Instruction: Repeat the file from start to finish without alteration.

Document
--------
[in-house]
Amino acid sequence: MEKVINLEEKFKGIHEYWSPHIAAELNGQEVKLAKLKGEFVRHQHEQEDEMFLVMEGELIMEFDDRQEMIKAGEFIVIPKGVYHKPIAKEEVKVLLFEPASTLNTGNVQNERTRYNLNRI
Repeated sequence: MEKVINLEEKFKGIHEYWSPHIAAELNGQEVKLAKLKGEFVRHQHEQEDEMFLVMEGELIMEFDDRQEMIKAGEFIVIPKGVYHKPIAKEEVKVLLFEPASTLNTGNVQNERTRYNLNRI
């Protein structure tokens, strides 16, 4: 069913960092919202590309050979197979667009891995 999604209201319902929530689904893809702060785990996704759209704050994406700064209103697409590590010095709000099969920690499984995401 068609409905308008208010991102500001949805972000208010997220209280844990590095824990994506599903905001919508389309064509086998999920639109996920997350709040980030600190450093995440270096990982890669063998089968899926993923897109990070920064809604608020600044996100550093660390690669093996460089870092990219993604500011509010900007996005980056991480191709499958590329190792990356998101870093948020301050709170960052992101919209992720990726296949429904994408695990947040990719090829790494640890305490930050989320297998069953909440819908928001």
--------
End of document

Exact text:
[in-house]
Amino acid sequence: MEKVINLEEKFKGIHEYWSPHIAAELNGQEVKLAKLKGEFVRHQHEQEDEMFLVMEGELIMEFDDRQEMIKAGEFIVIPKGVYHKPIAKEEVKVLLFEPASTLNTGNVQNERTRYNLNRI
Repeated sequence: MEKVINLEEKFKGIHEYWSPHIAAELNGQEVKLAKLKGEFVRHQHEQEDEMFLVMEGELIMEFDDRQEMIKAGEFIVIPKGVYHKPIAKEEVKVLLFEPASTLNTGNVQNERTRYNLNRI
């Protein structure tokens, strides 16, 4: 069913960092919202590309050979197979667009891995 999604209201319902929530689904893809702060785990996704759209704050994406700064209103697409590590010095709000099969920690499984995401 068609409905308008208010991102500001949805972000208010997220209280844990590095824990994506599903905001919508389309064509086998999920639109996920997350709040980030600190450093995440270096990982890669063998089968899926993923897109990070920064809604608020600044996100550093660390690669093996460089870092990219993604500011509010900007996005980056991480191709499958590329190792990356998101870093948020301050709170960052992101919209992720990726296949429904994408695990947040990719090829790494640890305490930050989320297998069953909440819908928001």